Posts Tagged ‘ infertiity ’

Insurance Coverage for IVF May Reduce Multiple Births

Friday, May 16th, 2014

A study of insurance coverage of in vitro fertilization (IVF) in Canada has found that the more complete the coverage of the common fertility procedure, the fewer multiple births are recorded.  Multiple births–twins, triplets, or more–often happen when multiple embryos are transferred into a woman’s uterus as part of IVF.  And multiple-embryo transfers often happen when women have limited resources to pursue a number of IVF cycles.  Reuters has more on the Canadian study:

Quebec’s universal health insurance started covering all IVF-related costs in mid-2010. The new research is based on data from the first full year of coverage.

“Multiple pregnancies have important health consequences for pregnant women and their babies,” said lead author Dr. Maria Velez, from the University of Montreal.

Multiple pregnancies have an emotional and economic impact on families and cost the health system, which is a delicate point to bring up with patients dealing with fertility issues, she told Reuters Health by email. Patients are often misinformed about the negative consequences of multiple pregnancies, she said.

“Our obligation as medical doctors is to place the health of our patients above all,” Velez said. “Our role is to prevent a patient choosing a treatment that may cause harm if there is a safer alternative.”

Five fertility centers offer IVF in Quebec. The new study compared data from the Canadian Assisted Reproductive Technologies Register from those centers in 2009, before IVF was covered, and in 2011.

There were 1,875 fresh IVF cycles performed in 2009, which rose to 5,489 cycles in 2011. The number of clinical pregnancies and projected live births increased, while the rate of multiple pregnancies decreased from 29 percent to six percent.

And although public coverage of IVF led to more government spending per treatment cycle, the cost per live birth decreased, according to results published in Human Reproduction.

Researchers said the rate of multiple pregnancies likely fell because in Quebec, as in other areas with covered IVF, public policy requires that only one embryo be transferred at a time into women under age 36, called single-embryo transfer (SET). There were no restrictions on the number of embryos transferred at one time before the public coverage policy.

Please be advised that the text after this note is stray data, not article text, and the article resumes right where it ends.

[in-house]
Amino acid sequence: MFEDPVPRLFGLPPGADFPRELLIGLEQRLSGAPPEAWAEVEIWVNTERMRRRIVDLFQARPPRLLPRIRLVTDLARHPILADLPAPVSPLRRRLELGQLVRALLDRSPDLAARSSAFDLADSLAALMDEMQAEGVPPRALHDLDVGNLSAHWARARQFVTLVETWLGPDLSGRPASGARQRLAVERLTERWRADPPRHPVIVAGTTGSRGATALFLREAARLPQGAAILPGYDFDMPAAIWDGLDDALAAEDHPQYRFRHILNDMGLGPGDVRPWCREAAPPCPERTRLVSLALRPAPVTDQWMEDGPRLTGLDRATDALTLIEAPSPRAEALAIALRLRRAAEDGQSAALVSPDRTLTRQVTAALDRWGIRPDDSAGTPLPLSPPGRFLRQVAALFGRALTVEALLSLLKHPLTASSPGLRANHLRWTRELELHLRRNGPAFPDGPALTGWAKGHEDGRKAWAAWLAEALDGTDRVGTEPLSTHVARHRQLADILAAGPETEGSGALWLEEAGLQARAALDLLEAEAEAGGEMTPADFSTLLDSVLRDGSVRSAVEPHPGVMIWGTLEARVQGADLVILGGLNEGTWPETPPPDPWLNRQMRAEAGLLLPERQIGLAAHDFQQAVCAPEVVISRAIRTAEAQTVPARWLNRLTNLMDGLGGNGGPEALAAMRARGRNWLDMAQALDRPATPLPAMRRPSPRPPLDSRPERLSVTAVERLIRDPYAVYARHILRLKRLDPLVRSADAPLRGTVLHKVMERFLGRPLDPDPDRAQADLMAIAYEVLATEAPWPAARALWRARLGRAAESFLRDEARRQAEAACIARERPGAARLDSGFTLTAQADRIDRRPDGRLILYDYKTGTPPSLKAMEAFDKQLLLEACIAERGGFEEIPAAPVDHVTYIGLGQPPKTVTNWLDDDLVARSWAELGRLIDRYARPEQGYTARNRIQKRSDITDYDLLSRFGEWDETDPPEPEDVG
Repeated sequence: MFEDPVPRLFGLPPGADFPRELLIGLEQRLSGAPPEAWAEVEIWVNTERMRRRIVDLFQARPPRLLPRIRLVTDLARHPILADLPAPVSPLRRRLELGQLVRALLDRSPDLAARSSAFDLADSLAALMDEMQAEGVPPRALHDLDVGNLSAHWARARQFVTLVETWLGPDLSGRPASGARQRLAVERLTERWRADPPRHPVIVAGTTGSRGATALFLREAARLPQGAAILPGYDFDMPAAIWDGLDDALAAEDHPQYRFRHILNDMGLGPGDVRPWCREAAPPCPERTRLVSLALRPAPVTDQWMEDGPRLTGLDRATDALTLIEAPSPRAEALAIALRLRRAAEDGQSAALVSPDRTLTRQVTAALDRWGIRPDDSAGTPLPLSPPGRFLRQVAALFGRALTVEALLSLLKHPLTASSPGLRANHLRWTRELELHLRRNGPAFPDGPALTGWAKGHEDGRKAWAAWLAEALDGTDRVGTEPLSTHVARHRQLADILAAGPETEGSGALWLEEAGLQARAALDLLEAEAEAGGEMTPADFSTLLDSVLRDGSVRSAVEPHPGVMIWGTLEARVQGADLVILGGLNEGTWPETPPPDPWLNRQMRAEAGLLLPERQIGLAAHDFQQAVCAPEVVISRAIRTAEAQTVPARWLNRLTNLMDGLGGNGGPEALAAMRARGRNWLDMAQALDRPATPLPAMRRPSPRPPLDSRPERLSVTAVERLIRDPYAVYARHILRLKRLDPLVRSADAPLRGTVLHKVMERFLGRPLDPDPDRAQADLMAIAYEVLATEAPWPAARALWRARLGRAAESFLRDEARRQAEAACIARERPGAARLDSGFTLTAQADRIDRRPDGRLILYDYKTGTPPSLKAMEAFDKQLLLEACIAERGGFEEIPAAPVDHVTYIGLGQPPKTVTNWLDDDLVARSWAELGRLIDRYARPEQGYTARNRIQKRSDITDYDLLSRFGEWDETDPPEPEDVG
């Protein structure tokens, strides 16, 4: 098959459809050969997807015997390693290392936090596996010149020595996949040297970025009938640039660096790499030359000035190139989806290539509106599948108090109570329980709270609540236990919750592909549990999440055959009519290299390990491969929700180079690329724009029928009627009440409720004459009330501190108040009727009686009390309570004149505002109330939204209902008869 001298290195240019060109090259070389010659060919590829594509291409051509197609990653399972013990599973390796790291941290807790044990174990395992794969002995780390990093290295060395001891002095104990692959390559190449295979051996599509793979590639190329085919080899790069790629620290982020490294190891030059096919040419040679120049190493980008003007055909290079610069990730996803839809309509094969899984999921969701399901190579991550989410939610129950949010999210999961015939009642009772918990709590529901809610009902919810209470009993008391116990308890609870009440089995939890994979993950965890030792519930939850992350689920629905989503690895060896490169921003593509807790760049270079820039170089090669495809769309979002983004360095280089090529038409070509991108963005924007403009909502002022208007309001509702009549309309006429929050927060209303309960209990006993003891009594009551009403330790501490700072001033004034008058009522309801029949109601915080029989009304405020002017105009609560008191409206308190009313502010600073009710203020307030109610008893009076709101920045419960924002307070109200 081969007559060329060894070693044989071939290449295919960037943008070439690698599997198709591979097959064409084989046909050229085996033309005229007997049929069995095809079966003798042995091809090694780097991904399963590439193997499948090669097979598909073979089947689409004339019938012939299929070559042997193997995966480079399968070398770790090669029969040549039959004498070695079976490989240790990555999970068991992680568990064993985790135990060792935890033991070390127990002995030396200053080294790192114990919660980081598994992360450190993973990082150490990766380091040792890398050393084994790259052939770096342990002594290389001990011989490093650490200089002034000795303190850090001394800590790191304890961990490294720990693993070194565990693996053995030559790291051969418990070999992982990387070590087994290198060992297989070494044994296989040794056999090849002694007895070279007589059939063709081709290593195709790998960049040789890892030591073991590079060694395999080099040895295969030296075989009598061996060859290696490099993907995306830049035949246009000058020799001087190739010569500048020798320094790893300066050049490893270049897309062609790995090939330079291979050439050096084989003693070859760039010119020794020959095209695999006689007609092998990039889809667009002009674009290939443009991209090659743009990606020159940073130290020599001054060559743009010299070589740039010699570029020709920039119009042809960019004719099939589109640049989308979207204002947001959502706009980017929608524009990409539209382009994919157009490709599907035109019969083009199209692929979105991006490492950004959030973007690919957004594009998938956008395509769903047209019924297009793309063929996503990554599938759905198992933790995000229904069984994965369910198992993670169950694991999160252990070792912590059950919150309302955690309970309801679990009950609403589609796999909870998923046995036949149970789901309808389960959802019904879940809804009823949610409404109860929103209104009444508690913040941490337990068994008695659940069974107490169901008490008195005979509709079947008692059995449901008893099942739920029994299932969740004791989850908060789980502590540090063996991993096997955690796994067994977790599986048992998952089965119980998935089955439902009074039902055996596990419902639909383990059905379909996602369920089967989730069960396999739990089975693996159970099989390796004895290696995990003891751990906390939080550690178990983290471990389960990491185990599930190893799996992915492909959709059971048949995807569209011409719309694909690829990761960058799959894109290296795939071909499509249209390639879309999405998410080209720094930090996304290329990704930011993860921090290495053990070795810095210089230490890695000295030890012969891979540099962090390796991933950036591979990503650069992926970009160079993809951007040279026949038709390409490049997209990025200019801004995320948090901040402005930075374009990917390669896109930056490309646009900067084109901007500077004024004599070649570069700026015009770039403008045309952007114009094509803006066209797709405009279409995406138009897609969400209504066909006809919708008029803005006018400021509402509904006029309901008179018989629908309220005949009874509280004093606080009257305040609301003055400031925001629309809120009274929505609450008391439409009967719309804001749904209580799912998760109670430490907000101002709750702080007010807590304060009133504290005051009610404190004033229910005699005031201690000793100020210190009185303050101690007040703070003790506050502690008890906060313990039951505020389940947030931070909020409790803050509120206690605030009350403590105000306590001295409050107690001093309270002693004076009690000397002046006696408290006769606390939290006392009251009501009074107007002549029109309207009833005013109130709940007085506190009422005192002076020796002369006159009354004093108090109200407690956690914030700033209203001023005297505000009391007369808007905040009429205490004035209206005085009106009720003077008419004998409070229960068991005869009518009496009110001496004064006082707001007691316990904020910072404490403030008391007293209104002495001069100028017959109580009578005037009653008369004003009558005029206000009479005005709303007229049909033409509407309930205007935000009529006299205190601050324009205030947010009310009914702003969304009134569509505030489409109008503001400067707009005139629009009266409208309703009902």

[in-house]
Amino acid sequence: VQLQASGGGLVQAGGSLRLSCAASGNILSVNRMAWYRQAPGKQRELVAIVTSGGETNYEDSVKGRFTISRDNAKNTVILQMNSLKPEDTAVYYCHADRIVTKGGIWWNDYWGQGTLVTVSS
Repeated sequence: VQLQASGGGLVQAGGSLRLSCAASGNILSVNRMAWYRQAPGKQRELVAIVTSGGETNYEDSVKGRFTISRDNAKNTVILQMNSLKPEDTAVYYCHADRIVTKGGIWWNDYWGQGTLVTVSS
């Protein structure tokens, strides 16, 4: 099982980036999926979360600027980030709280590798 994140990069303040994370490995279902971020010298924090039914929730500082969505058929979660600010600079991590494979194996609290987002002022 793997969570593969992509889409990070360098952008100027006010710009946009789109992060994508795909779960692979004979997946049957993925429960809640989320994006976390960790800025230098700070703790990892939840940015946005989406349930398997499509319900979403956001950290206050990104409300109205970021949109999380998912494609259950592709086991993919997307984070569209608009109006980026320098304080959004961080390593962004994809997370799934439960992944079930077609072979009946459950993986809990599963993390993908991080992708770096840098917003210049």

Under the policy, women who undergo IVF can still have several eggs harvested and embryos produced at once, but only one fresh one is implanted. The rest are frozen, and if the first embryo does not survive, another can be thawed and implanted.

Single-embryo transfer was much more common under universal coverage: 32 percent of cycles were elective SET in 2011, compared to two percent in 2009.

“This confirms what a lot of IVF practitioners have held in the U.S., that with insurance coverage single-embryo transfers are more likely to be done which is going to lower multiple birth rates which is safer and less expensive,” said Dr. Bradley J. Van Voorhis, director of the IVF Program at the University of Iowa Carver College of Medicine in Iowa City.

Image: Test tubes, via Shutterstock

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Study: Smoking, Drinking May Not Harm Male Fertility

Friday, June 15th, 2012

Researchers in the United Kingdom have made some surprising findings when it comes to lifestyle changes that have long been believed to help improve male fertility.  Smoking, drinking, and body weight were found in a recent study to have no impact on fertility–and in fact, if couples delay treatment while waiting for the male partner to improve on these measures, their chances of achieving a pregnancy might actually decline because time continues to go by. reports:

Based on the data, researchers further found that lifestyle factors like use of recreational drugs, smoking, drinking and body weight had little effect. For instance, the proportion of men with low swimming sperm counts was similar whether they smoked over 20 cigarettes a day or if they had never smoked before. Alcohol use was also unrelated to fertility among men.

“The message of ‘No smoking, drinking in moderation, no street drugs and not be too overweight’ is clearly sound and should be offered to men as good health advice,” says study author Dr. Andrew Povey of University of Manchester’s School of Community Based Medicine. ”However, the evidence from this study is that even if the man changes his lifestyle in such a fashion, such changes are unlikely to improve his chances of conceiving a child.”

The findings came as a surprise to the researchers. “I expected to find a link with smoking, as studies have often reported that smoking is bad for semen quality,” says Povey. “When I looked again at the evidence for such statements, I found that it wasn’t necessarily that strong and that if there was an effect of smoking, it was more likely to occur within the normal range of semen quality and not then directly affect whether a man was likely to be infertile or not.”

Image: Man drinking alcohol, via Shutterstock
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